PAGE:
Unfortunately, our 2-for-1 London coupon had expired the week prior so we had to pay full price (£14.50 each) for admission. The cathedral has played an enormous role in British history, and one of the most noteworthy events was Princess Diana’s wedding. We were given iPods with pre-loaded tours on entry (which were pretty cool) and began our audio-guided tour of the main floor, then headed downstairs to see where many people had been interred. My husband then made the 400+ step trek to the top of St. Paul’s dome to take in the spectacular panoramic views of London. I bailed on this–between my cold and my sore feet, I would have probably had to have been hospitalized afterwards had I done it! So I got to enjoy the pictures of the view with none of the pain or work, both of which were apparently pretty significant!
After we left St. Paul’s, we took the tube to the British Museum (admission = free), which houses a large amount of art and reminds me a little bit of the Philadelphia Museum of Art. Had I not been so sick, I think I would have enjoyed it more.
Prior to going, we had downloaded a guide from their website (you can choose from 1 hour or 3 hours at the museum) to see the highlights and pick out what we wanted to view most. Since I love languages, it was a no-brainer that I wanted to see the Rosetta Stone, the key to deciphering heiroglyphics.
We also saw one of the statues from Easter Island and some of the ruins from Ancient Greece. I would absolutely go back to the British Museum (in a healthier state, of course) as there is so much more to see.
We left the British Museum and took the tube over to the British Library (admission = free). A party was being set up in the middle of the library, which closed some of the stairwells and initially threw us for a loop, but we figured it out pretty quickly. In the center of the library on the second floor, there are cushy chairs, each fitted with a lamp and an outlet for a computer. Had I gone to school in London, no doubt would this have been my studying place of choice (it almost made me want to be a student again. Almost). We had a list of things to see, which all fortunately were housed in the same room. The British Library is home to many historical literary and musical artifacts, including the Gutenberg Bible, the Magna Carta, Shakespeare’s first folio, and lyrics to “Imagine” by John Lennon, scribbled on the back of a birthday card (awesome). After looking at pretty much every document or book in this room and gasping in awe at the fact that we were looking at originals from hundreds of years ago, we left the library.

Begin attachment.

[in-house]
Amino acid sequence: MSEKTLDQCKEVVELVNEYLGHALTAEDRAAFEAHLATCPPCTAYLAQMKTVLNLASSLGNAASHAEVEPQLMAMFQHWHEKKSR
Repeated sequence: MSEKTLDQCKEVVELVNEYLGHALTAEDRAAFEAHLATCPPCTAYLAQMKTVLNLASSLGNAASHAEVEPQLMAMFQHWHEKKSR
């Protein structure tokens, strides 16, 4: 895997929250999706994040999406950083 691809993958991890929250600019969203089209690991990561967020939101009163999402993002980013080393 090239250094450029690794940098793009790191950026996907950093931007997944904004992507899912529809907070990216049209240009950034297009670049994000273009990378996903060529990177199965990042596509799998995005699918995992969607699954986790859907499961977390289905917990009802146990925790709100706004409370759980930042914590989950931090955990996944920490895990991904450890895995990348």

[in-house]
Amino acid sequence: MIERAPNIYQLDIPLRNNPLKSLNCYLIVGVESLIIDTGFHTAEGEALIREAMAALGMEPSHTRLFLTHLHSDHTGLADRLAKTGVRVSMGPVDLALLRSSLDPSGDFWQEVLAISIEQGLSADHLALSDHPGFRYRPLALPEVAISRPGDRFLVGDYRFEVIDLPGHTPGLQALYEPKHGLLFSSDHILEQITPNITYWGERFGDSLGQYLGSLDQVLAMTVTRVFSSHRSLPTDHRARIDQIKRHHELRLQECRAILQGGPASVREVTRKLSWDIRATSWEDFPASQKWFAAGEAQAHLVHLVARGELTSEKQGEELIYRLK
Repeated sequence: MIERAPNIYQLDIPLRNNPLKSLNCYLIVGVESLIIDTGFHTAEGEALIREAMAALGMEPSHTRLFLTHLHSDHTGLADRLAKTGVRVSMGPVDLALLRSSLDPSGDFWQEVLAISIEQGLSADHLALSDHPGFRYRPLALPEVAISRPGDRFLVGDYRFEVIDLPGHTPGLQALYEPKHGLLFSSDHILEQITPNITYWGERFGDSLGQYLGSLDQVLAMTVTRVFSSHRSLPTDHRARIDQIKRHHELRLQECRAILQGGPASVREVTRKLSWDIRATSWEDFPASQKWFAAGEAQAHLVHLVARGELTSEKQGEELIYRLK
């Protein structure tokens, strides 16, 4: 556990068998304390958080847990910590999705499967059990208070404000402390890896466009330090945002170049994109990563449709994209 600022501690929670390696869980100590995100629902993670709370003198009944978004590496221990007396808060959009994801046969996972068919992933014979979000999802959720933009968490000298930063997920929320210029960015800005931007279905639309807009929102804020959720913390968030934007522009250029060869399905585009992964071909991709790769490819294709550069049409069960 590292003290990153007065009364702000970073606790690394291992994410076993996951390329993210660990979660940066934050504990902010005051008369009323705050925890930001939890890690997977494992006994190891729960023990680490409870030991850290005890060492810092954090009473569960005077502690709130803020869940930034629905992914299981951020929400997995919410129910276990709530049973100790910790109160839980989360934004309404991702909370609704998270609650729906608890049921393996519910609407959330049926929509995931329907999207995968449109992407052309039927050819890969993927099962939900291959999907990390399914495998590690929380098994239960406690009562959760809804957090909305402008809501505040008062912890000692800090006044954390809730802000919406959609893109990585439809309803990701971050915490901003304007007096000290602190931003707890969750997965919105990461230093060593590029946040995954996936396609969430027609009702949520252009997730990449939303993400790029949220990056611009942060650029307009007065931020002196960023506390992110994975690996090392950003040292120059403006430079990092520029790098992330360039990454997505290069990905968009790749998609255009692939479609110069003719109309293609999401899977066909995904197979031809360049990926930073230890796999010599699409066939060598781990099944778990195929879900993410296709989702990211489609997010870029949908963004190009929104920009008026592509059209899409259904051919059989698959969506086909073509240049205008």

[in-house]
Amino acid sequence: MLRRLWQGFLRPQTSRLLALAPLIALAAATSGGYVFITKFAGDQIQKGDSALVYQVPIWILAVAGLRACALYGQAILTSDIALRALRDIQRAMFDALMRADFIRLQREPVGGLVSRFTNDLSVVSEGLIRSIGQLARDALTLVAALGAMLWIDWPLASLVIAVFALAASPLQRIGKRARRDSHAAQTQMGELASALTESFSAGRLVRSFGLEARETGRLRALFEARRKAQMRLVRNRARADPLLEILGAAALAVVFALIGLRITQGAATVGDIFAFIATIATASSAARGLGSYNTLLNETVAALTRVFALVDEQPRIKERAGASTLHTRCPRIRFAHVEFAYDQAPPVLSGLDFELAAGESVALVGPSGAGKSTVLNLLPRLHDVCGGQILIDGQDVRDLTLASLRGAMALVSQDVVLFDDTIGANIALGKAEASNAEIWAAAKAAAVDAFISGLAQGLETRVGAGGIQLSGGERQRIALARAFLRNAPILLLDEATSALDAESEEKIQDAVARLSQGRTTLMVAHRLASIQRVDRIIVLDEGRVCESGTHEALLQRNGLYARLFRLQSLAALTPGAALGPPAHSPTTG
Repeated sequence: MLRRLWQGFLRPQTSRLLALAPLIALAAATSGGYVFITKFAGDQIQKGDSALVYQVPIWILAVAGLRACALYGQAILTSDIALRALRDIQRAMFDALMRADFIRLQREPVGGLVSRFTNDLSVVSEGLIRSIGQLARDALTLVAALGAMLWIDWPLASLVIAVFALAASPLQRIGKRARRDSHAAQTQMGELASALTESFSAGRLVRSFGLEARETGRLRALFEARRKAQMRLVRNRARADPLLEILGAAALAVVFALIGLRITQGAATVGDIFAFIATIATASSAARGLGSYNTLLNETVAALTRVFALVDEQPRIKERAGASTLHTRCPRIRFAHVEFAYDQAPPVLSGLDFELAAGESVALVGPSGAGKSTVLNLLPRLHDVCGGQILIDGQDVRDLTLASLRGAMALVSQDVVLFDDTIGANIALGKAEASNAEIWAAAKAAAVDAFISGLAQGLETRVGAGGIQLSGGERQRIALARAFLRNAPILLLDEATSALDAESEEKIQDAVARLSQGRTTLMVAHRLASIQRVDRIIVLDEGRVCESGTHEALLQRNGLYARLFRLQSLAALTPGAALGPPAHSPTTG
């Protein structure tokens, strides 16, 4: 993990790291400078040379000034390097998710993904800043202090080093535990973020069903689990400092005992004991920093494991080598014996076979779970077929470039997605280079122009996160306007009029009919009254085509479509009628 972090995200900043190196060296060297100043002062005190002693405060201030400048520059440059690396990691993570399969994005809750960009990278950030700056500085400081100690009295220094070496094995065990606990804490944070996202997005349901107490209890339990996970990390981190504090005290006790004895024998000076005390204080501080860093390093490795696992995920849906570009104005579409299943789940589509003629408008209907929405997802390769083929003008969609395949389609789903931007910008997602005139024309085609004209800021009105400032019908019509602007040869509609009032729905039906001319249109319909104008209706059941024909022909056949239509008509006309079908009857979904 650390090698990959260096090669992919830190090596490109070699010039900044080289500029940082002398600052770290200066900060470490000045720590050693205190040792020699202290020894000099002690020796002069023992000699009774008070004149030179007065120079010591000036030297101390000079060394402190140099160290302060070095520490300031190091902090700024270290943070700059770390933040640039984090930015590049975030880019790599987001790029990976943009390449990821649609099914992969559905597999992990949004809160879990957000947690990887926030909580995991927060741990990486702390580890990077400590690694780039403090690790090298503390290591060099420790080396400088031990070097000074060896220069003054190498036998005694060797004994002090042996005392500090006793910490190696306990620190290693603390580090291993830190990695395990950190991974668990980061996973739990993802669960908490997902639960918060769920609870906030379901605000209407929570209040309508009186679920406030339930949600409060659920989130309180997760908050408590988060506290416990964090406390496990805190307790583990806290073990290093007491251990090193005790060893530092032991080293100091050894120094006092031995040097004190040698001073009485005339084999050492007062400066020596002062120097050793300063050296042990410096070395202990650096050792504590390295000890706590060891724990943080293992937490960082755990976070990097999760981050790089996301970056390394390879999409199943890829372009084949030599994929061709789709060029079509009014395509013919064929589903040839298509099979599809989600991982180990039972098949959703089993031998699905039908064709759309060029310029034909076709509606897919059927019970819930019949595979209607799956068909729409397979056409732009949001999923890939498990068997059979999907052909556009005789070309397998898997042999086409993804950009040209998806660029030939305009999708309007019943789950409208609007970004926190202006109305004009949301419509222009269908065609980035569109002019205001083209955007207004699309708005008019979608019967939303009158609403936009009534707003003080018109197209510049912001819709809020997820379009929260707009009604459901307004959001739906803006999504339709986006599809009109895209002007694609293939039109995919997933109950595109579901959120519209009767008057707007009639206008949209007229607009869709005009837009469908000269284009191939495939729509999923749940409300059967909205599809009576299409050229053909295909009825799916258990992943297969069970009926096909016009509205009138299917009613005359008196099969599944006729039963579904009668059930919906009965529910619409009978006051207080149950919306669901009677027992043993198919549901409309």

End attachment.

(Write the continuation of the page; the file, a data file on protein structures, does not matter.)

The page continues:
We had pretty grand plans for the rest of the day, as it was about 5 pm: we were going to go to a few shops (Fortnum & Mason, Selfridge’s) and end up doing a pub crawl. Given the significantly declining state of my health, we ended up heading back to the hotel, where I crashed hard and was down for the count. My husband went for a run in Hyde Park, where he ran past Kensington Palace, Speaker’s Corner, and the Princess Diana Memorial. He, too, passed out when he got back from his run and we ended up snacking on macarons that we had brought with us from Paris for dinner (we could have ordered room service or even gone to Nobu–right in our hotel–but we were exhausted)! Since we had to be up at 4 am anyway to catch our train back to Paris, we were okay with turning in early.